It did me no harm, in the troubled times of childhood, to feel that Jesus was on my side and had an overview. I wonder who or what contemporary children rest their minds on, seated in their desks labouring away at the National Curriculum under the baleful eye of Ofsted; with Mama and Papa working double shifts in the gig economy to get the rent money; Gran and Grandad off on a cruise or nodding in a care home; spiritual input reduced to the cartoonish mantra, ‘You can become whoever you want to be’. You can’t. ‘Stay strong’. We all need help.

Cowper had friends and his writing. He wrote successful poetry, ‘The Olney Hymns,’ ‘Task’, ‘John Gilpin’, he translated Homer’s Odyssey and The Illiad into blank verse, and wrote honest depictions of the land, people and creatures around him.  He wrote ‘Epitaph on a Hare’. At last – the hare! I didn’t find much about it in the Museum, just tantalising allusions like the little hare toys all around, the wirework statue of boxing hares in the garden, and the picture on his snuff box. Theodora gave him this little round box with a miniature painting of three hares on the lid. There it is as tribute to a robustly gentle man who said that he would not count amongst his friends, anyone who deliberately crushed a worm under foot.

His indoor hares were male or jack hares called Bess, Tiney and Puss, given to Cowper as leverets, and cared for by him with great respect for their health and temper – he liked the way they made him smile – and because he saw this as a way of keeping at least these three from the hunt. What would he say to the way that such barbarity continues, and that some people still insist on taking pleasure in death and cruelty?  Between 1782 and 1788 Cowper wrote informed and powerful poems in support of the abolition of the slave trade. The poem ‘The Negro’s Complaint’ is on display; ‘Skins may differ, but affection/Dwells in black and white the same’. Strikingly this poem goes on to hypothesise that severe weather events in the Caribbean, whirlwinds, shipwrecks in storms, tornadoes – are retribution for human wrongs. This can only be considered to be true, as we are still finding out.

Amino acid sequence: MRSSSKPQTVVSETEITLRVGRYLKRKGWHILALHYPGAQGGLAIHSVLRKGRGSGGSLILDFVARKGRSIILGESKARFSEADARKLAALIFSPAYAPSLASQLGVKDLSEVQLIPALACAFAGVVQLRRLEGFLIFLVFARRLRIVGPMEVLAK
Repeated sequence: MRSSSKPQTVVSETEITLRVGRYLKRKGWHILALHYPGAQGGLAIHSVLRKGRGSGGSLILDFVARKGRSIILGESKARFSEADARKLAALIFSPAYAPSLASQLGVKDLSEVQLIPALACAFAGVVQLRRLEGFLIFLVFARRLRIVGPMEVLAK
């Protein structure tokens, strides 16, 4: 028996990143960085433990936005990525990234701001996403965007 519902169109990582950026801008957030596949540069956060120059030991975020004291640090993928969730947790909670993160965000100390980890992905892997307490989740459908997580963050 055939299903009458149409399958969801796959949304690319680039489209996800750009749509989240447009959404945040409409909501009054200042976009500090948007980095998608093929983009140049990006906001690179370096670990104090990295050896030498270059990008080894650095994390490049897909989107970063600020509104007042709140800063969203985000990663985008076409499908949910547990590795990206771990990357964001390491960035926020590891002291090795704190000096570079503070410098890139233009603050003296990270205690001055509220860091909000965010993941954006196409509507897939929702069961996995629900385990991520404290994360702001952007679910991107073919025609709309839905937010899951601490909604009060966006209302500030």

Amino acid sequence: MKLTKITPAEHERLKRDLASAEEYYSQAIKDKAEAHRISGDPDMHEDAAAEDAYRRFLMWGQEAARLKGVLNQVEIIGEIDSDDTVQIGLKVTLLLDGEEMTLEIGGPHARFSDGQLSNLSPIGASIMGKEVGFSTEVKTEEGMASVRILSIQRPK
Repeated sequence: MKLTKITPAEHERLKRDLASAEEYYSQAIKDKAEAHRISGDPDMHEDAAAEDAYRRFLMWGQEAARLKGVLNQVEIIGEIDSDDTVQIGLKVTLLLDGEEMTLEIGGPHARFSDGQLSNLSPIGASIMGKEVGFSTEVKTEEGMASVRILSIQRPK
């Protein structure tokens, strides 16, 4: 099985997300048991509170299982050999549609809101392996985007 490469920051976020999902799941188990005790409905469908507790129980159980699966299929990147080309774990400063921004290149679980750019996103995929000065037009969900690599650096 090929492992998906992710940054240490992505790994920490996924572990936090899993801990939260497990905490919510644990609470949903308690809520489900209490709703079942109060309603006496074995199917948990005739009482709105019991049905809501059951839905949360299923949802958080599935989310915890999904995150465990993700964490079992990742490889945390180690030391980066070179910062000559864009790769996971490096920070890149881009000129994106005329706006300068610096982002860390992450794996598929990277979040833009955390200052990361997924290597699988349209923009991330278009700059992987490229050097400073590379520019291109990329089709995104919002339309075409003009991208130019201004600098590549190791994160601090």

The thoughtfulness of people like Cowper, Newton, Mary and Ann was at odds with the brutality of their lived experience, the slavery, poverty and child mortality, the huge contrasts between rich and poor. The slave trade was made illegal on 1st May 1807, with significant contributions from Newton and Cowper. Fortunately there are still such humane, philanthropic people amongst us, but in two hundred years the other sort have learned to camouflage themselves very cunningly to strengthen their grip on power and wealth.

There was more. Upstairs again, stairs and rooms getting smaller, is Lace Making. Huguenot people arriving in England in the late 1600’s brought this skill with them. For generations, local women around Olney made lace, beautiful frothy white ribbons, little delicate collars, complicated shawls.  Lace-making involves stuffing a pillow very hard with straw, and using this to hold a pattern down with tiny metal pins. Then nimble fingers manage up to a hundred beaded bobbins each with a thread of cotton, to create the lace. Its romantic image, its association with christening gowns and bridal veils did not brush off on the women and girls who carried out the task. Dealers and traders took much of any small profit. Desperate poverty was general amongst lace makers. Here I am in my warm room with my laptop and a mug of Earl Grey to hand. I know a very little of what poverty feels like. How did these women and children endure such endless exploitation, hunger, cold and hopeless deprivation? Why?

Downstairs, outside, in the tranquil garden with its aged apple trees full of fruit, sheaths of Michaelmas daisies and quiet paths, it seems that Cowper’s achievements in his writing have a firm basis in his recognition of the importance of the natural world. Coleridge admired his ideas and his use of language, saying Cowper ‘combined natural thoughts with natural diction; the first who reconciled the heart with the head’ (1817). Anything Coleridge says is of course worth listening to.

The wholesale exploitation of young African lives, the black holes of the slave ships which Newton regretted all the rest of his life, with the parallel starvation of the humble and powerless lace-makers, the brutish taking of beautiful things for profit with no care for individual humans, is what this Museum is about. Cowper’s life and work offer an unsentimental recognition of what goodness can do, and needs to do, for both people and the natural world.

The whole house is infused with the haunting song, Amazing Grace. It combines a tune thought to draw on songs sung by slaves, with lyrics reminding us of the startling effect that spiritual refreshment can have. It seems to me now a mix of black lives and lace. That it is performed over ten million times annually tells us what we have in common.